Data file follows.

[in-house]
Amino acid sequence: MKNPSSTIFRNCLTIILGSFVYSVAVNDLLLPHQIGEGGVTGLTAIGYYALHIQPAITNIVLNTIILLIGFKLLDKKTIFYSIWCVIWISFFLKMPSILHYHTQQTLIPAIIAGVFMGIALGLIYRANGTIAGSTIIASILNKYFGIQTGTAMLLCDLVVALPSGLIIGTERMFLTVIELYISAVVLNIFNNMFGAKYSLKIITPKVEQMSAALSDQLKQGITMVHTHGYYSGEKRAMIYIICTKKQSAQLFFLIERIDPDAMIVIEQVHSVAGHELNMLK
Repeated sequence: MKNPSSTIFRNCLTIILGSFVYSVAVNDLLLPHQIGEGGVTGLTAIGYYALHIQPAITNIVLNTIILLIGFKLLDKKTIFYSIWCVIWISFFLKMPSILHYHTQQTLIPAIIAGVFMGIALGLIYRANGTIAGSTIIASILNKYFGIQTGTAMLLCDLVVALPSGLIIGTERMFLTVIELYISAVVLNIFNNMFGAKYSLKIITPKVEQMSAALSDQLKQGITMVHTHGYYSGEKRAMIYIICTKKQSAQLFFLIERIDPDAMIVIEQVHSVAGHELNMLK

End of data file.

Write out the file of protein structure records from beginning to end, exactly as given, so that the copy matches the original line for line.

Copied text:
[in-house]
Amino acid sequence: MKNPSSTIFRNCLTIILGSFVYSVAVNDLLLPHQIGEGGVTGLTAIGYYALHIQPAITNIVLNTIILLIGFKLLDKKTIFYSIWCVIWISFFLKMPSILHYHTQQTLIPAIIAGVFMGIALGLIYRANGTIAGSTIIASILNKYFGIQTGTAMLLCDLVVALPSGLIIGTERMFLTVIELYISAVVLNIFNNMFGAKYSLKIITPKVEQMSAALSDQLKQGITMVHTHGYYSGEKRAMIYIICTKKQSAQLFFLIERIDPDAMIVIEQVHSVAGHELNMLK
Repeated sequence: MKNPSSTIFRNCLTIILGSFVYSVAVNDLLLPHQIGEGGVTGLTAIGYYALHIQPAITNIVLNTIILLIGFKLLDKKTIFYSIWCVIWISFFLKMPSILHYHTQQTLIPAIIAGVFMGIALGLIYRANGTIAGSTIIASILNKYFGIQTGTAMLLCDLVVALPSGLIIGTERMFLTVIELYISAVVLNIFNNMFGAKYSLKIITPKVEQMSAALSDQLKQGITMVHTHGYYSGEKRAMIYIICTKKQSAQLFFLIERIDPDAMIVIEQVHSVAGHELNMLK